When a Firewall Won't Cut It


NetVision CEO Todd Lawson believes customers need more


If all goes according to plan in 2003, then this should be the year in which security sales take off. In fact, according to our State of the Market issue last month, more than one-third of solution providers believe security will be the fastest-growing part of their businesses in 2003.

Already, more than half sell some type of security solution. Most sell antivirus software, if not firewall solutions or intrusion-detection software. But is that really enough to adequately protect your customers?

A growing number of security product vendors say no. And they're developing solutions for everything from security-reconnaissance to enterprise-access management to content filtering to biometric authentication and beyond. Their mission this year: to persuade you that Check Point, Network Associates, RSA and Symantec don't have everything needed to protect customers. That, of course, won't be easy given the breadth of products those giants have. Symantec alone has more than 80 products for users of all shapes and sizes.

NetVision, an Orem, Utah-based company that develops network security policy-management solutions, epitomizes one of the many up-and-coming security software companies that hopes to win your business in 2003. Founded in 1996 by three former Novell developers, NetVision approaches intrusion detection somewhat differently than others. Rather than focus on developing a host-based solution or a pure network, perimeter-based solution, NetVision instead believes there's a need for a third tier of solutions geared around securing the directory. It's an innovative approach, but one that requires some explaining. The NetVision Policy Management Suite, for example, includes four components: Global Event Services, DirectoryAlert, ServerAlert and Synchronicity. Each is an interesting technology in its own right, but NetVision wants to convince VARs and users, alike, that they need all four if they want maximum protection from attacks.

That may take some doing, given the number of similar-sounding pitches VARs and customers receive each week. Think NetVision's directory approach is unique? Then consider OpenNetwork Technologies. The Clearwater, Fla.-based company, which is a year older than NetVision, purports to have "the industry's first and only directory-enabled architecture" for securing Web resources.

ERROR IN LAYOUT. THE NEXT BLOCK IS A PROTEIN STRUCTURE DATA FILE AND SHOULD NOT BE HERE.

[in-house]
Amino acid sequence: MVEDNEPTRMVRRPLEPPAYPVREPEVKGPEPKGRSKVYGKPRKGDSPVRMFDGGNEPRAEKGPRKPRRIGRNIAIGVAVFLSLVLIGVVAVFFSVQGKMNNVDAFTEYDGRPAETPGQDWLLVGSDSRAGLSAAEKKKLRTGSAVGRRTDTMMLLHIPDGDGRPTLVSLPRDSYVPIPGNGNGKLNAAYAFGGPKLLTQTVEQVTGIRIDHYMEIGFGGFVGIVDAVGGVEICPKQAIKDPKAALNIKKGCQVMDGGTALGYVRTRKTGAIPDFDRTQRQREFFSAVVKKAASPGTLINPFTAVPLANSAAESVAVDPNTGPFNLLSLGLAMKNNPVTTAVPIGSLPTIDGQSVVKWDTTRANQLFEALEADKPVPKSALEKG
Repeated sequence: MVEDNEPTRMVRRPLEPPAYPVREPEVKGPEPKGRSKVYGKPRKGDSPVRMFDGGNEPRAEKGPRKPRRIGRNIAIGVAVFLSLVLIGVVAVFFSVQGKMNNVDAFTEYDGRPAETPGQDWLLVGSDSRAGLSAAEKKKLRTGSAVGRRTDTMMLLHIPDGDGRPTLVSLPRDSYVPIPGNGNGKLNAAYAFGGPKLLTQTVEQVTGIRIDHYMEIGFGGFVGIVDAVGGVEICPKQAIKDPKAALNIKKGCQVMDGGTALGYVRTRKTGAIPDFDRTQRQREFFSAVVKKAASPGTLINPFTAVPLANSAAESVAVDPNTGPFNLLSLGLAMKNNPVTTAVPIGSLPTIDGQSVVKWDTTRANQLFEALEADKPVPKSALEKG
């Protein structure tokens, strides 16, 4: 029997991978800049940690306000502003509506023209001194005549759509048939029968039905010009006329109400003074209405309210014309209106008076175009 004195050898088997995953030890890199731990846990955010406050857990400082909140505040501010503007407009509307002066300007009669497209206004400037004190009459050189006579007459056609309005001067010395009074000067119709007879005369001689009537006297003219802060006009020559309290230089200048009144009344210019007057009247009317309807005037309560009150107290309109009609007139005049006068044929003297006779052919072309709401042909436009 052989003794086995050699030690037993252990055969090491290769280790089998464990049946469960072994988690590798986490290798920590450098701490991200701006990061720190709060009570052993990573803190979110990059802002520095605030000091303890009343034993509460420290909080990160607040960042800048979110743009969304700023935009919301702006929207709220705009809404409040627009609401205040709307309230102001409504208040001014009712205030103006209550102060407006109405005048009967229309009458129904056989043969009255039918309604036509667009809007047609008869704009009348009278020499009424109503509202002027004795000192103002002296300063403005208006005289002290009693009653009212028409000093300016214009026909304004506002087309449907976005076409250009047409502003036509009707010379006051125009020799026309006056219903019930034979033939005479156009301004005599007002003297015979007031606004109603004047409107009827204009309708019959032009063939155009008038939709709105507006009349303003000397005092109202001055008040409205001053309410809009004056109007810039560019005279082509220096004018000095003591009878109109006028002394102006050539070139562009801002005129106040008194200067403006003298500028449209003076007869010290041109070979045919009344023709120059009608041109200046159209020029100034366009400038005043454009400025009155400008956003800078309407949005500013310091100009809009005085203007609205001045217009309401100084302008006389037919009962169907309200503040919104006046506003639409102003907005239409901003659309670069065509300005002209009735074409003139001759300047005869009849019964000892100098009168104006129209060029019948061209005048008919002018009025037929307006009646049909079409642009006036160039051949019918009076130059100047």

If you hope to make the most of the opportunity surrounding security this year, then you will have to be able to distinguish between the NetVisions and OpenNetwork Technologies of the world,and fast. You'll need to know where they overlap, where they are incompatible and where they stand out. You'll also have to know which vendors are struggling. Some companies are bound to fold, their dreams unrealized. Others, including NetVision, may hold on or even prosper. NetVision, for one, saw sales jump 30 percent last year to roughly $7 million. It has "lived off what we could kill" for four years without turning to outside funding, Lawson says.

To break from the pack, the company wants to enhance its architecture and better support J2EE, C++ and other standards. It also wants to better integrate with existing directory options, and shift its business from one that relies on direct sales to one that uses a leveraged model. Already, it's making progress with partners. As of last March, just 2 percent of the company's sales went through outside allies. By the end of 2002, when NetVision announced the addition of three dozen new channel partners, that figure rose to 40 percent. Within two years, it could be 80 percent, Lawson says.

Still, for every security company that makes it this year, there's bound to be plenty more that don't. Before you get dazzled by any niche player, do your homework.